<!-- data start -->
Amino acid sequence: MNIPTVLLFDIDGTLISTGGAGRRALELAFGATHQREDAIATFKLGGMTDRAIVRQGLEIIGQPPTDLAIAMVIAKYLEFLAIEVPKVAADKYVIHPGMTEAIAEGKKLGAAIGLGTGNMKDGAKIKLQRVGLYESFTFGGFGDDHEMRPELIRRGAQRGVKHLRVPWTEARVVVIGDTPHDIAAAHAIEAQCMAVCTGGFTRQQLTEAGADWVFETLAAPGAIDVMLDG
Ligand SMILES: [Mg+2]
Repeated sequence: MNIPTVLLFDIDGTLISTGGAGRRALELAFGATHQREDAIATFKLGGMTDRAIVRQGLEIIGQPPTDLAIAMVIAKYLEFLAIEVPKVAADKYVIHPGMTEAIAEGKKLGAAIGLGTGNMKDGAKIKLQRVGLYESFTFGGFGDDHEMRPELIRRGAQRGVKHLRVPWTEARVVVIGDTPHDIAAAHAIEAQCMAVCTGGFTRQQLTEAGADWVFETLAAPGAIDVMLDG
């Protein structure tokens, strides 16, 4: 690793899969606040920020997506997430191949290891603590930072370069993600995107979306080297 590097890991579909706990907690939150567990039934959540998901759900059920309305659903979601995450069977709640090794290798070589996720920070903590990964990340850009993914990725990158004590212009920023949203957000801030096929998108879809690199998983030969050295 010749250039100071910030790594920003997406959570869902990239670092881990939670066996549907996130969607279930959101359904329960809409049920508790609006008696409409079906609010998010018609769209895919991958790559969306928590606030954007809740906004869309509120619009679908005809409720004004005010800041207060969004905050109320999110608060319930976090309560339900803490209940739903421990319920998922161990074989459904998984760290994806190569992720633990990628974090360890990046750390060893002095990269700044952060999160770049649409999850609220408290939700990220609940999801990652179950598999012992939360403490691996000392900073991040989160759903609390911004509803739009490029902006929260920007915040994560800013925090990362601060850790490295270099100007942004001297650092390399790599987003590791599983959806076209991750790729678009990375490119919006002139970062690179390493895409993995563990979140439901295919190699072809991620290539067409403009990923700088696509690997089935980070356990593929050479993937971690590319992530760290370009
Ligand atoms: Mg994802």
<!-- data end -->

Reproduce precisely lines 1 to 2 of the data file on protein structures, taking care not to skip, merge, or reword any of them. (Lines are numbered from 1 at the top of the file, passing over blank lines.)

Amino acid sequence: MNIPTVLLFDIDGTLISTGGAGRRALELAFGATHQREDAIATFKLGGMTDRAIVRQGLEIIGQPPTDLAIAMVIAKYLEFLAIEVPKVAADKYVIHPGMTEAIAEGKKLGAAIGLGTGNMKDGAKIKLQRVGLYESFTFGGFGDDHEMRPELIRRGAQRGVKHLRVPWTEARVVVIGDTPHDIAAAHAIEAQCMAVCTGGFTRQQLTEAGADWVFETLAAPGAIDVMLDG
Ligand SMILES: [Mg+2]